If you don't understand all this, don't feel bad. There is much that I don't understand either. Andrew did all the really hard work, in figuring out how to get it to work the first time. The primary thing you need to know, is that if you define a window message (one starting with WM_) in a window, then your method will get called if windows sends your window that message. The details are messy, but the way it works in Win32Forth, covers much of those details.

In your file getting started (F1) you state that Forth is case insensitive. This isn't true for calls like " call GetStockObject" It must be typed in like the template It is case sensitive but after same tries I can even write GSO and it is loading??

Win32Forth is case insensitive, except when using the CALL word to call a Windows procedure. The procedure names "as you enter" them in the source, are used to access the names right out of the DLL, and as such are case sensitive.

I have been trying to use the WinDirect DLL's from SciTech Software with Win32Forth. No success. Has anybody information on the correct way to use DLL's with Win32Forth or perhaps even tried WinDirect.

If you are running Win32Forth 3.0 or higher and the DLL you are trying to access is a 32bit DLL, then you should be able to simply add a WinLibrary statement like this to your application:

WinLibrary MYDLL.DLL 

Then you just call the dll functions within your application with something like;

CALL MyDllFunction 

Be sure to put all its arguments on the stack in reverse order, that is the argument nearest the word CALL is the argument that appears first in the C call description.

NOTE: Win32Forth searches all the DLL's for a particular function name, and compiles a reference to which ever library it first finds the function in. So if you have conflicting function names, you will have a problem.

I've been trying to run two windows in an application, each with its own menu bar. It seems that both windows want to use the last loaded menu bar definition. I have a nice binary editor that gets its own vocabulary, window and menu bar. So far, I haven't been able to use it inside other apps because of the menu bar conflict.

Starting with Win32Forth verson 3.2, each window can have its own menubar. Look at the example program WINMULTI.F for an illustration of how to create a multiple window application.

 Is there any written documentation on the details and philosophy behind the use of Objects the <Super command, etc in this Forth. I have tried out some of the examples, and it makes me want to learn more about object oriented programming with Win32forth. I like being able to try out different methods from the command line, but unless I can find some written documentation I always suspect that I may be missing something.  Would it be worthwhile obtaining the documentation for Yerkes, or whatever that Object Oriented Forth for the Mac is called? I have read that there is a certain amount of similarity between the Object models used.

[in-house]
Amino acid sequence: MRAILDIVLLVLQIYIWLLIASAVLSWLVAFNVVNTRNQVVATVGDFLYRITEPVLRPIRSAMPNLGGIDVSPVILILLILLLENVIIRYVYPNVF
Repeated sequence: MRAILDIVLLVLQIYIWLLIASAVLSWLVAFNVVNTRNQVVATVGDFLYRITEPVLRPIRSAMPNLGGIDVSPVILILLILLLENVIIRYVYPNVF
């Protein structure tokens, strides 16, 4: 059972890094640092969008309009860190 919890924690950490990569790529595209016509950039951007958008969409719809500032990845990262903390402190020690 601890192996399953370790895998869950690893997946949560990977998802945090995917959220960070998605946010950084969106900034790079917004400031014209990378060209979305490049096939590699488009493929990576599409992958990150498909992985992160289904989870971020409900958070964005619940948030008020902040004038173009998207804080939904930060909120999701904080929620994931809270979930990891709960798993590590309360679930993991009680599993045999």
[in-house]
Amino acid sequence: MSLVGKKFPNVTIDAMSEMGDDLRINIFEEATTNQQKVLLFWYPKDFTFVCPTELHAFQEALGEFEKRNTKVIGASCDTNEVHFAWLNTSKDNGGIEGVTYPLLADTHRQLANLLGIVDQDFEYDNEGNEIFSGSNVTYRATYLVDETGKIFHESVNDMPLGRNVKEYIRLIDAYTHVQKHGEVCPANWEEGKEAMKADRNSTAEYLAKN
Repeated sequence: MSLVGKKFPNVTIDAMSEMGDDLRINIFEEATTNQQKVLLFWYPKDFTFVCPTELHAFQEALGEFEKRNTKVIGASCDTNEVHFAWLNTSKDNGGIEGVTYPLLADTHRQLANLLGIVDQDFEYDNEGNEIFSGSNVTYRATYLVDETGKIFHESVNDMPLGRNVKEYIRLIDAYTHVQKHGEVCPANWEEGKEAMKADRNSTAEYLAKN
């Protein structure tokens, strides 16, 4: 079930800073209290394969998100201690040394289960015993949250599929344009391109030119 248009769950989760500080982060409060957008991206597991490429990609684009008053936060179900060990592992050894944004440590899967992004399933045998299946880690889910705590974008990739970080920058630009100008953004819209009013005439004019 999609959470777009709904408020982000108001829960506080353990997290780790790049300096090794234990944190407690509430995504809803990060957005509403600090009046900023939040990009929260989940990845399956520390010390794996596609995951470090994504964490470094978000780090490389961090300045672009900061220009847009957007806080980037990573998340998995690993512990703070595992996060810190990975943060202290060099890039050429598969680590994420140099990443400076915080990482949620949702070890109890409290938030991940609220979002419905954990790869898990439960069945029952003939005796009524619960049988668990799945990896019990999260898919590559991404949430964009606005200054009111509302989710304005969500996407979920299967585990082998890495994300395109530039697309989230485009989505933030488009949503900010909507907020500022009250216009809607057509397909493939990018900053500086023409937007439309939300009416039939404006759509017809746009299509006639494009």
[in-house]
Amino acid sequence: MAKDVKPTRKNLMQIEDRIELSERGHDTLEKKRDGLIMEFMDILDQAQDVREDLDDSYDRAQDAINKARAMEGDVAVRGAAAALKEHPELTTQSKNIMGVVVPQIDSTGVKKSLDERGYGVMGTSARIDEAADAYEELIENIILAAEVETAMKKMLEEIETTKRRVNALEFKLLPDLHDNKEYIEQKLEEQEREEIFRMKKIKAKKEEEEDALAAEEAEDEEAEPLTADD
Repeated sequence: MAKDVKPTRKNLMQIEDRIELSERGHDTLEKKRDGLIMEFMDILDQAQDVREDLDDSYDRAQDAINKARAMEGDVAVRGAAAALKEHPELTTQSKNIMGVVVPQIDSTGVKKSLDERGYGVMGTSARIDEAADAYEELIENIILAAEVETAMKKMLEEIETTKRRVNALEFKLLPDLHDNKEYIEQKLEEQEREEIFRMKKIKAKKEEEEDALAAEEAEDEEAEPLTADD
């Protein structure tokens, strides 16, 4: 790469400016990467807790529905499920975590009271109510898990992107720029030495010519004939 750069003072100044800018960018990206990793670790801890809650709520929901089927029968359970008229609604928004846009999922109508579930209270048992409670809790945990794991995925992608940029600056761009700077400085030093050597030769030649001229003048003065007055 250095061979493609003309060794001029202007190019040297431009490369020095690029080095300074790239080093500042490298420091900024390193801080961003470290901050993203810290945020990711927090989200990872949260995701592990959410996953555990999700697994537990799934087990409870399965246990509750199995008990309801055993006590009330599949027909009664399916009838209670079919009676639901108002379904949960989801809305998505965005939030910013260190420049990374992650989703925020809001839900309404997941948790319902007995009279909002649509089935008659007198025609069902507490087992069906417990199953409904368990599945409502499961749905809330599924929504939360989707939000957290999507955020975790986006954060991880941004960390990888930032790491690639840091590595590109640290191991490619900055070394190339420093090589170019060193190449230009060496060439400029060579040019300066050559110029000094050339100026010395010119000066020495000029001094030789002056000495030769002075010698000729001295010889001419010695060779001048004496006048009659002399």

Begin by looking at here. You'll find a brief description and a couple of examples of how to use Object Oriented Programming in Win32Forth.

In addition, since Andrew McKewan ported the NEON (yerks/MOPS) model of object oriented programming to Win32Forth, the MOPS manual is very similar in usage and concept to the OOP model used in Win32Forth.

I'd sure like to be able to make custom dialog boxes without having to rebuild the system, since I don't have Visual C++.

Versions 3.0 and later include some reworked Controls code that makes it at least possible to create dialogs (really modal windows) without having a dialog editor. Look at the example WINDILOG.F for an example of how to do this.

Versions 6.08 and later include a GUI Form Designer, ForthForm the manual for which is here

If you're using Win9x then Michael Hilleström's DiaEdit ( available here ) can be used to create dialog resource ( .RES ) files and source code files ( for DialogRC.f )

Dialog resource ( .RES ) files can also be created with the dialog editor which is included with the Free LCC compiler available here

I am confusing with clearing of stack parameters. For example, there are two methods in Window.f source:

:M On_Init:  ( -- ) ;M
:M WM_CREATE ( h m w l -- res )
             On_Init: [[ self ]] 0 ;M

Why does stack parameters, hwnd msg wparam lparam, vanish in On_Init: method? Actually, stack parameters of On_Init:, On_Size: are different in Window.f, Windemo.f and WinEd.f

In the above example, "On_Init:" is a method that does nothing special, in fact it does nothing at all, except become a place holder for the use of "On_Init:" in the following method WM_CREATE. All of the WM_ methods n Win32Forth are called during a callback from Windows, when it wants to send, in this case, a window create message (WM_CREATE). When this happens, then the WM_CREATE method will call the On_Init: method. The double brackets "[[ self ]]" signify a runtime specified reference to On_Init:, so if you have redefined On_Init:, then your definition of On_Init: will get called instead of the default no operation shown above. is sort of an automatic re-definition linkage for methods defined with [[ self ]].

Your second question relates to the fact that the stack seems to be left in a odd state. Well, you are right, it isn't cleaned up before returning from the WM_CREATE method, but it doesn't need to be. You see the WM methods are called only from a windows callback, which means that windows calls Forth, and during that process, stacks are created for the method to use during execution, and they are destroyed when the method returns to window, so it doesn't make any difference that things are left on the stack. Each WM_ method should return a zero if message processing was completed without errors. In fact, it is better to leave extra things on the stack, than to have a stack underflow.